Jesus promised us a place with Him. The Master Carpenter is preparing a mansion for us. He is coming back for us.

Although I have never been there, have never lived there, there is a place deep within me that yearns for Heaven a little more than I yearn for Winter Harbor. My heart lies in Heaven, and it waits to be there with my Lord.

Grateful

“The best and most beautiful things in the world cannot be seen or even touched — they must be felt with the heart.” — Helen Keller

We lived in San Diego for twenty eight years. I have a circle of dear friends there that make my world bright and safe. I made most of those friends in my late twenties and thirties. They came into my life and took root in my heart. They have challenged me and honestly, they are responsible for the person I grew into. They are my heart.

I also have a group of friends that are my military friends. Although all of us are now way past that time of life, having been out of the Navy longer then we were in. This group was family when families were not close for any of us. We all shared experiences that were unique to each duty station we were assigned. We recognized the need to establish friendships and become family. Otherwise we would have been alone and in need of companionship and support. These friends wrote letters, no internet in those days. These friends prayed for each other, and longed for hugs in situations where we knew they would recognize.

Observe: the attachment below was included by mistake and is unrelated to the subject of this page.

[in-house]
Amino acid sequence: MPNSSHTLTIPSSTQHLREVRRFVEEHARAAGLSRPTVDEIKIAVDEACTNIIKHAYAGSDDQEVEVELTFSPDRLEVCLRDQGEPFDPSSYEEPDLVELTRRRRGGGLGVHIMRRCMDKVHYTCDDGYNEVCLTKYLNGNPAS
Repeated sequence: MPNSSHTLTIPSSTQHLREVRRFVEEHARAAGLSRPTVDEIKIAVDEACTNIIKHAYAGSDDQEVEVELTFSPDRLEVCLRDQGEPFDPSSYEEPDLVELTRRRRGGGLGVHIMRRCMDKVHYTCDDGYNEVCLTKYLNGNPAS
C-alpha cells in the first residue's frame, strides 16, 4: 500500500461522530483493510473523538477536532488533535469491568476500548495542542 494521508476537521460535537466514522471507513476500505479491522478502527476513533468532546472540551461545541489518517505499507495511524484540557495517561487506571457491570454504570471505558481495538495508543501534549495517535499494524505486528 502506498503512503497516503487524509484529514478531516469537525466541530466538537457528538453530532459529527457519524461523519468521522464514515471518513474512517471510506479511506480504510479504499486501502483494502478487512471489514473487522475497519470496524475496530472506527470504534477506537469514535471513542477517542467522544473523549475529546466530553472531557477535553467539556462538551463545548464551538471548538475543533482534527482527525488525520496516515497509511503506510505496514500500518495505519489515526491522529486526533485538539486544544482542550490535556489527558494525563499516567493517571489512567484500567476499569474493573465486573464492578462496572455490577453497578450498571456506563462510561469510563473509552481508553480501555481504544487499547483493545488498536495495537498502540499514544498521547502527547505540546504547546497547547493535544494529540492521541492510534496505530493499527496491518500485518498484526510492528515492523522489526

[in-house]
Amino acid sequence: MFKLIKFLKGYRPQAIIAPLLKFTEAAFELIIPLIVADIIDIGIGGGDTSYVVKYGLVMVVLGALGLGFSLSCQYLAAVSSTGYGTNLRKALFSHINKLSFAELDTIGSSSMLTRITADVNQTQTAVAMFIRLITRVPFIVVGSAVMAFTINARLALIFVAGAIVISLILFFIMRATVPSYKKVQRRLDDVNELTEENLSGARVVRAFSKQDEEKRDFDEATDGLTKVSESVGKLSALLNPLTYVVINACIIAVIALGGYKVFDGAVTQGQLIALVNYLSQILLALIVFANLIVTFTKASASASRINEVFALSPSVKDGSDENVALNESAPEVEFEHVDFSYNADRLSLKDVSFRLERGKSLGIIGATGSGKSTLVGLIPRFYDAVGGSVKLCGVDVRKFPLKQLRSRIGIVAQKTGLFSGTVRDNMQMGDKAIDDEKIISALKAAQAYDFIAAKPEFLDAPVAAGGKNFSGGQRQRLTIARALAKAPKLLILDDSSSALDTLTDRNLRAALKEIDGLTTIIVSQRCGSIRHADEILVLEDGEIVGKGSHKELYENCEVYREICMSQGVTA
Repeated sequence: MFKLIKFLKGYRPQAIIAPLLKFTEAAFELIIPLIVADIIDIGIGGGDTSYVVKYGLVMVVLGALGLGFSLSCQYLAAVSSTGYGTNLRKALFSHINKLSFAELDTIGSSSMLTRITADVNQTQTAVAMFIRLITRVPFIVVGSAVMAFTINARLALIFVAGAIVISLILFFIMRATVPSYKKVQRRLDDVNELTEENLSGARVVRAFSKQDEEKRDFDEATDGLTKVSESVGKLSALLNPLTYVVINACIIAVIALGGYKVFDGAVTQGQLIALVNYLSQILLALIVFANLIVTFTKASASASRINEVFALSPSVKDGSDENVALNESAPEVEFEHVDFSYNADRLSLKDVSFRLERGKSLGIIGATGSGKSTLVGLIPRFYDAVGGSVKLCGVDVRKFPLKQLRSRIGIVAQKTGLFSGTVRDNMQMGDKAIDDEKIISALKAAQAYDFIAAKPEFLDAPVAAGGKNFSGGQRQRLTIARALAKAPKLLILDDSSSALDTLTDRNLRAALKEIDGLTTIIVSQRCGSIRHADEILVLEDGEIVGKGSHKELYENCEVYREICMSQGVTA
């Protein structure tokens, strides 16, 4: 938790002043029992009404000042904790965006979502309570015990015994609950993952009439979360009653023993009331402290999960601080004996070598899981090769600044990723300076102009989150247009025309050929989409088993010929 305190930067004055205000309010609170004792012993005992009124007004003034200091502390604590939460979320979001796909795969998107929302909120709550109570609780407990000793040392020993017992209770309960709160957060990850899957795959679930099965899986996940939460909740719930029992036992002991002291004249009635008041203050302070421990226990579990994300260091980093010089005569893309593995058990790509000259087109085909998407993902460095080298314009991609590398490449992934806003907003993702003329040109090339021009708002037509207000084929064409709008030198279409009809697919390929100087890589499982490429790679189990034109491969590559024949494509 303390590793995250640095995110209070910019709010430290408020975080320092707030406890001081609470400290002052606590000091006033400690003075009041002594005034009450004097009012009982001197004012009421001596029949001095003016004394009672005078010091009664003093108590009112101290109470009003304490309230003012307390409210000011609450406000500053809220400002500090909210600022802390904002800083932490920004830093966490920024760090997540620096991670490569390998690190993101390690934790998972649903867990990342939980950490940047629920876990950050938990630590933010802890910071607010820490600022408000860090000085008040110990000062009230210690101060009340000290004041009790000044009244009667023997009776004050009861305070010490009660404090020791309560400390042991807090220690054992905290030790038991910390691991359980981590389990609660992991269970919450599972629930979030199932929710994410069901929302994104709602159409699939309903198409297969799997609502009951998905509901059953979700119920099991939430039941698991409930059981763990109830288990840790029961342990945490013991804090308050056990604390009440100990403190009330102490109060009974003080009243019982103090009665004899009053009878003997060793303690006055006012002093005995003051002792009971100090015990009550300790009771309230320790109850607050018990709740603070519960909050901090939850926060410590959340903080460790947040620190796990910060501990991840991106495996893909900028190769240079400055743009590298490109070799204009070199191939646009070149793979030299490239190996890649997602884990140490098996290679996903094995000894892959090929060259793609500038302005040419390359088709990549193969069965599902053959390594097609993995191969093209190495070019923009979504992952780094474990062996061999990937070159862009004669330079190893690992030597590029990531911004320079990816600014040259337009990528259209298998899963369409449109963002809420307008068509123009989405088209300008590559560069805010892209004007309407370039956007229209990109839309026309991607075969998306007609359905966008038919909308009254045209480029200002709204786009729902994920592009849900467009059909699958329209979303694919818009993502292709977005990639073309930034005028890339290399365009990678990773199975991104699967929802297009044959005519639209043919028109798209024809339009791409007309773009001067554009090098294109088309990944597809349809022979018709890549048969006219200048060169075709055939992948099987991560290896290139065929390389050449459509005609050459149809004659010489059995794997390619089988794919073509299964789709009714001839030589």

In 2009 Dale and I moved to South Carolina. We drove across the country with a trailer and our dog and each other. Excited for a new adventure, we knew this was most likely our last great adventure. The closer we drove to Charleston the more I fretted about making friends. I was in my late 50’s and I didn’t know if I remembered how to make friends.

I once wrote about the girl scout song, ‘make new friends, but keep the old, one is silver and the other gold.’ I mentioned that the friends from the military and San Diego fell into the gold section. I also realized that the friends I made in Charleston would one day fall into gold status, which they are now firmly fastened.

Seven years ago we moved to the upstate of South Carolina. Once more I wondered if I would have any friends. I should have learned my lesson by this time. Daily I am grateful for friends. I now realize that I no longer have friends in the silver category. Friends are a precious gift from God. A person who will talk with you, share with you, pray with you and be still beside you is such a blessing from our Creator. Friends are golden. Their worth is more precious than gold.

Thank you to my friends. You make my life complete and whole. You give me laughter in times of tears, you encourage me to move when I am sitting in the dirt, stuck in mud. You kick my behind when I am being stupid. You reflect Jesus to me in love, grace and exhortation. I am grateful.